The puzzles themselves are made by a private woodworker in Hungary called András Zagyvai, and as I was going to be visiting Hungary in a couple of months I thought it would be a good idea to get in touch with András to see if he would be willing to allow me to come and see his puzzles and how he makes them. Luckily for me András and his partner Nóra are lovely people and kindly agreed to me paying them a quick visit.
|The family home on the farm|
When I arrived at the station I was really touched to see that the whole family had come to the station to greet me, and from there it was about a 1km drive to their home.
I absolutely loved their home! I honestly wish I could live on a little farm like this one. Definitely makes a nice change from living in the crowded city.
|The SmartEgg collection|
The designs vary from the very basic puzzle aimed at teaching small children hand-eye coordination and thinking skills all the way up to incredibly complex puzzles with three inner rotating labyrinths that have to be manipulated without being able to directly see them.
The solving motion on the complex multi-layered puzzles is very hard to describe, but you can see a great video on the SmartEgg site that will probably explain it better than I can anyway.
As you can see from some of these other photos some of the eggs are beautifully finished with oil to give them a really nice quality shine. Plus I believe it also makes the wood stronger as a result. Also in some of these pictures you can see some more of the internal workings, and they can get pretty complex. In most of the puzzles you can manipulate the internal labyrinth layers by rotating the two ends, but in some designs the innermost layer is not attached to either of the ends or the main body, so the only way to move it is with the stick, and as you cannot see what you are doing you will have to feel the way.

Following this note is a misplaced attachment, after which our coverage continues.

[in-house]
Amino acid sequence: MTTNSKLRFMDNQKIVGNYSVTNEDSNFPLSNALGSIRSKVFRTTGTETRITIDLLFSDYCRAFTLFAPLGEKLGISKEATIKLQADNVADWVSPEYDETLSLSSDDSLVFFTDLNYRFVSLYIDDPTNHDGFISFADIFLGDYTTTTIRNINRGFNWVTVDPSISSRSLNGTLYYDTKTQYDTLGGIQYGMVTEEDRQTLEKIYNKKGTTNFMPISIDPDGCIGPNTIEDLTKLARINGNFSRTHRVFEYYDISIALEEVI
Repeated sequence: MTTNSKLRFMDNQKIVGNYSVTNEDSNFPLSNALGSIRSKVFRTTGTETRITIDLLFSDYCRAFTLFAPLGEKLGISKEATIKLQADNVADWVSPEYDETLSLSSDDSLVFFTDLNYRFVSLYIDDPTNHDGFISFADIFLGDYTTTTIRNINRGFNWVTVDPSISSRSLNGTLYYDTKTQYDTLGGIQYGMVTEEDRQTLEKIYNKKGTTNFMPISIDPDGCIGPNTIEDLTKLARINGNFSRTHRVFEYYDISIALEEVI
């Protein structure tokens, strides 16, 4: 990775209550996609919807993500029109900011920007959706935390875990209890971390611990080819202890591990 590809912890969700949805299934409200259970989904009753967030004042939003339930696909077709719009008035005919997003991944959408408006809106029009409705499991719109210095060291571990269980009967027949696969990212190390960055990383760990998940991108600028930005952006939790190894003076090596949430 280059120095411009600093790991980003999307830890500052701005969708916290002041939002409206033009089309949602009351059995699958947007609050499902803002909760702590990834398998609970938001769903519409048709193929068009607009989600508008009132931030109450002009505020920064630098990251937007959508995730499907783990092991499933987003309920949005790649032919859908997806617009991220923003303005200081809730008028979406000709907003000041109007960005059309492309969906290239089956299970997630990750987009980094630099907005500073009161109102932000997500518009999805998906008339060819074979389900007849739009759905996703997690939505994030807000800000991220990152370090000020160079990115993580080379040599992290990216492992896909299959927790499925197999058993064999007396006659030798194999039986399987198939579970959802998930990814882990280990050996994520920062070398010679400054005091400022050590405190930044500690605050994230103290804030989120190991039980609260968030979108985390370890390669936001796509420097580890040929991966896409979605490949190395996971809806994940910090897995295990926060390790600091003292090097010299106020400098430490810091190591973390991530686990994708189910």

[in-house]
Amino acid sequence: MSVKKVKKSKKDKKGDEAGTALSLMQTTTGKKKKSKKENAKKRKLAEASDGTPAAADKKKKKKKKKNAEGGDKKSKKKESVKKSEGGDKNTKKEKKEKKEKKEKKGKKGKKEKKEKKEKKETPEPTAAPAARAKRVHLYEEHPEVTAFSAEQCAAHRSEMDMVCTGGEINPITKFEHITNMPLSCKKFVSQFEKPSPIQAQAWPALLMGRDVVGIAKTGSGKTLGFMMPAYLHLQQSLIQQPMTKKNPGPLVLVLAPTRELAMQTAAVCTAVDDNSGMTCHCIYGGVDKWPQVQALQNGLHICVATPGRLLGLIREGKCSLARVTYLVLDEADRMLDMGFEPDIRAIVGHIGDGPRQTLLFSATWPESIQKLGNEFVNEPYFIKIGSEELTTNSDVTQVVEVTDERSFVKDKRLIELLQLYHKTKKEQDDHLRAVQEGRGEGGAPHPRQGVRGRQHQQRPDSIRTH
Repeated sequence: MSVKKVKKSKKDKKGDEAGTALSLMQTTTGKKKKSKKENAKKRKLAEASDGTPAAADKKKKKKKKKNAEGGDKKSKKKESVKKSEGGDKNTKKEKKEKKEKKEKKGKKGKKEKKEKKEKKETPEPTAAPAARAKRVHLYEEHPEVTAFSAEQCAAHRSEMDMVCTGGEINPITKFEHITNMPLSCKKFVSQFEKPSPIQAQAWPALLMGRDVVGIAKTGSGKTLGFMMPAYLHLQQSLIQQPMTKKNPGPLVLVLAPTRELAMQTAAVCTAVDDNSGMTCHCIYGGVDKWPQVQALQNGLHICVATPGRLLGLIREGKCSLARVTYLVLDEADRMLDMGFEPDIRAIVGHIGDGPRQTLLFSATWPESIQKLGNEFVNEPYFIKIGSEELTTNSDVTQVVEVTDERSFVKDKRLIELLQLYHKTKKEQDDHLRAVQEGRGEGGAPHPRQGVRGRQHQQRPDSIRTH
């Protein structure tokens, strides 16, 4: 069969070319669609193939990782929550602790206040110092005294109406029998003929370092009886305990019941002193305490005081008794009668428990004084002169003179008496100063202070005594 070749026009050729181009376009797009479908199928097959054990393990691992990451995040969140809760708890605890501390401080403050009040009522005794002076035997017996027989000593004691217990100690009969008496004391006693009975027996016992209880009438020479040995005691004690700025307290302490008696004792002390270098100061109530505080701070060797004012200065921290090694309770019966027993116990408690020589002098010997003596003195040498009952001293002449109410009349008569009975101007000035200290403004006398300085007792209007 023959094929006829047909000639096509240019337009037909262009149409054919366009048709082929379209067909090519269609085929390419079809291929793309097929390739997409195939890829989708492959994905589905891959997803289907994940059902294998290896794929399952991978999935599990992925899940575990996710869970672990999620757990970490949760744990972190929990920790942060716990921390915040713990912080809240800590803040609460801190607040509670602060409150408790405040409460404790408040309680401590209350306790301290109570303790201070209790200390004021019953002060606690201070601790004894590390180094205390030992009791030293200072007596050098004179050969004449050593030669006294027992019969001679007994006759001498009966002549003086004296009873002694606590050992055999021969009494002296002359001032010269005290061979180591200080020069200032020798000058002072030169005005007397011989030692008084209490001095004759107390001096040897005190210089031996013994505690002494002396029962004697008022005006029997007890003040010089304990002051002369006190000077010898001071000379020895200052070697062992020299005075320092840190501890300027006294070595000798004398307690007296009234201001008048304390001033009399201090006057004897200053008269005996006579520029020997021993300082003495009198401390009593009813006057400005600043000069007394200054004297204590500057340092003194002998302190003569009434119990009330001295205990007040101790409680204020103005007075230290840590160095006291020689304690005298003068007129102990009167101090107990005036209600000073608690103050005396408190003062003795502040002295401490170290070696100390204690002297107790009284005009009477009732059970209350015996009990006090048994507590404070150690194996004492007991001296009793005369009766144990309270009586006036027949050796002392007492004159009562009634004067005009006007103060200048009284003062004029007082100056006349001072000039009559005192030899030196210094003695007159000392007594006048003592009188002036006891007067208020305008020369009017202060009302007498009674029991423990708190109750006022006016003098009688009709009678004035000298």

After showing me his collection of designs András offered to show me his small workshop where he creates the SmartEggs, and this was something that I was very interested to see!
I was amazed by the fact that András only uses two machines to create the eggs! One was a lathe and the other was a sort of drilling and milling rig which has a pivoting tray for moving the wood at different angles whilst drilling the holes and milling the channels.
First the wooden logs are turned into cylinders, then the holes and channels are put in. For some reason I expected that the holes and channels were done after the wood was turned into the egg shape, but in fact that is done beforehand. The channels of the labyrinth cannot be milled the full depth of the wood in one go, which is partly why it takes so long to manufacture each egg.
Each SmartEgg takes a total of around six weeks to make. Three of those weeks are spent purely on the design process, and then another three weeks are needed to actually create the egg itself.
Currently András only makes SmartEggs by custom order (which is not entirely surprising considering how long they take to make) so if you have any interest in owning one or learning more about them then get in touch via the SmartEgg site. Although be warned that due to the length of the design and manufacturing process the price per puzzle is very high. András is currently looking for a manufacturer to take over the design and start making the puzzles for mass market, but this is an ongoing process. I really hope that he finds a manufacturer soon as it would be a massive shame if these awesomely unique puzzles never reached it into most of our collections.
A huge thank you to both Nóra and András for letting me visit and for making me feel very welcome! I really appreciated the opportunity to see these brilliant puzzles.
For a few more SmartEgg photos (including a few more of the farm) check out my Flickr page.
EDIT: Now you can also check out Allard's SmartEgg Review!